While Gehraiyaan dominated the discourse this month, as always, there were a handful of films that slipped under the radar. In the second edition of this new monthly series, the aim, as with the first, is to identify and highlight the best (and hopefully most diverse) films—and this time, one show, as well—that you can watch this month.
February’s picks include a festival standout from one of our brightest young filmmakers, a short from one of the GOATs; a debut documentary from an Academy Award-winning icon, and an unexpected triumph in a genre that has become increasingly inconsequential in recent years. In no particular order:
Dhuin — Jio MAMI Mumbai Film Festival (Online)
From Achal Mishra, the director of Ghamak Ghar, Dhuin is a splendid sophomore effort in which the talented filmmaker somehow captures the destruction of one man’s hopes and dreams in an effortless 50 minutes. Evocatively shot in the Academy Ratio, and elegantly performed by young actors whose unrefined techniques lend the film an air of authenticity, Dhuin is part parable about modern India, and part neo-realist ode to those who live on the fringes.
Cow — MUBI
Essentially a silent film that spans the length and breadth of existence, director Andrea Arnold’s documentary captures the lives of two cows in a Surrey farm with searing compassion. Without a single talking head—or really, much human presence at all—Arnold makes profound statements about life and death, and bookends the remarkable film with some of the most moving footage you’ll see this year.
Kimi — Amazon Prime Video
Another year, another Steven Soderbergh film that failed to get its due. But perhaps the filmmaker himself is to blame for raising the bar so dramatically. He’s so consistently excellent that even something that would have been a game-changer for a less-experienced director is simply acknowledged with a shrug when he’s calling the shots. It’s right there on Prime Video; go watch it.
I Want You Back — Amazon Prime Video
And while you’re there, how about you cleanse your palate with one of the most delightful American romantic comedies of the last 12 months? Starring Charlie Day and Jenny Slate as recently-dumped 30-somethings who join forces to exact revenge on their exes, I Want You Back makes up for its predictable plot with some sharp writing and excellent performances from not just the lead pair, but the entire cast.
Life is But a Dream — YouTube
A 20-minute short from the great Park Chan-wook (Oldboy) that begins as a horror film, turns into a romance, and concludes as a fantasy? Sign me up. Wait, there are musical interludes and psychedelic visuals? Take my money! It’s free, you say? Now you’re just having me on. And you’re telling me he shot the thing on an iPhone? Well, I’ll be damned.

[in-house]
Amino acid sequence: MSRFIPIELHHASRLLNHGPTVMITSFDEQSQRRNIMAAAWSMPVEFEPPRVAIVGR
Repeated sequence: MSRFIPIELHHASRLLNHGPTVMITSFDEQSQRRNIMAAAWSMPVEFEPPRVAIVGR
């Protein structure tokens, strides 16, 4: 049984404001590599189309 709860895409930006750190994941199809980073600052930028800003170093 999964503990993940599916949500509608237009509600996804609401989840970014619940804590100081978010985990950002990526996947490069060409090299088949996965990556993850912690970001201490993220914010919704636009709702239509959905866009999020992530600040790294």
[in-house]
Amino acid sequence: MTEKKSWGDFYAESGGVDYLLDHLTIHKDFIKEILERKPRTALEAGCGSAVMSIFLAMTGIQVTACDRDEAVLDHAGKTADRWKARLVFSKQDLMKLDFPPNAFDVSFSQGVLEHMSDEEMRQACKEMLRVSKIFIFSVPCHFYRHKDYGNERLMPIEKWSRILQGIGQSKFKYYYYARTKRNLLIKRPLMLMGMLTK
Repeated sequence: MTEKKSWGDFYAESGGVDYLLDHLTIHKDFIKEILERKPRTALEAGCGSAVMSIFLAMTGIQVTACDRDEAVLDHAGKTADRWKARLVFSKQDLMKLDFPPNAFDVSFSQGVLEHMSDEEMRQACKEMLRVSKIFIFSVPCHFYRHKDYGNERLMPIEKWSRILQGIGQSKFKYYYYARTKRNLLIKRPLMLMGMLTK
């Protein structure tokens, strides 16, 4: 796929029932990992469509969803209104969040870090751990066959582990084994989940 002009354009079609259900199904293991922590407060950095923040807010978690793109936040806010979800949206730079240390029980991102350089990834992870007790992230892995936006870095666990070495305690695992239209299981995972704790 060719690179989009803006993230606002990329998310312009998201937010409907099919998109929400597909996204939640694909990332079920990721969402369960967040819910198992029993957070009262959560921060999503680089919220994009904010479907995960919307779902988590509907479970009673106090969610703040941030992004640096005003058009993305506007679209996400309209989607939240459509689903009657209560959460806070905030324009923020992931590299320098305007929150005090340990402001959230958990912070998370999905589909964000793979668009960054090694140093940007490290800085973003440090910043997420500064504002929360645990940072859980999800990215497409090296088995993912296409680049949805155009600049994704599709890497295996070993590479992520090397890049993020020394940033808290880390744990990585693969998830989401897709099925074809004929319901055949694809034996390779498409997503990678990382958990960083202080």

Nightmare Alley — Hulu and HBO Max in the US
It feels odd to label a Guillermo del Toro film starring a host of A-listers as ‘underrated’, but there you have it. The filmmaker’s follow-up to his Best Picture-winning The Shape of Water doesn’t have his typical monsters, but don’t be fooled by Bradley Cooper’s good looks. The star leads a formidable ensemble in the lavish film noir, which is just as gorgeous to behold as it is difficult to dismiss.
Severance — Apple TV+
Simply by virtue of being an Apple TV+ original, every title on the streamer can qualify as ‘underseen’. But not every Apple TV+ title can qualify as being ‘underrated’. Severance, which debuted with one of the most pristine first seasons of television ever produced, is ambitious and engaging, coolly plotted but blessed with a heart of gold. Absolutely unmissable stuff.
Red Rocket — Available to rent and purchase in the US
Perhaps the biggest snub at this year’s Oscars, director Sean Baker’s Red Rocket features not one but two star-making turns. Simon Rex and Suzanna Son are brilliant as an outcast porn star and his teenage object of desire in this funny-but-slightly-inappropriate film about the forgotten ones—the sort of people Baker has always had a deep empathy for.
Pleasure — Available to rent and purchase in Sweden
In many ways, director Ninja Thyberg’s penetrative film about the American porn industry is a lot like Sean Baker’s movies—it features an ensemble of non-actors, tells a deeply empathetic story about characters that are typically underrepresented in films, and has a general slapdash appeal. It’s only a coincidence that Pleasure, like Red Rocket, is also set against the backdrop of the seedy adult entertainment industry, but there’s no doubt that star Sofia Kappel, like Simon Rex, has a bright future ahead of her, if she wants it.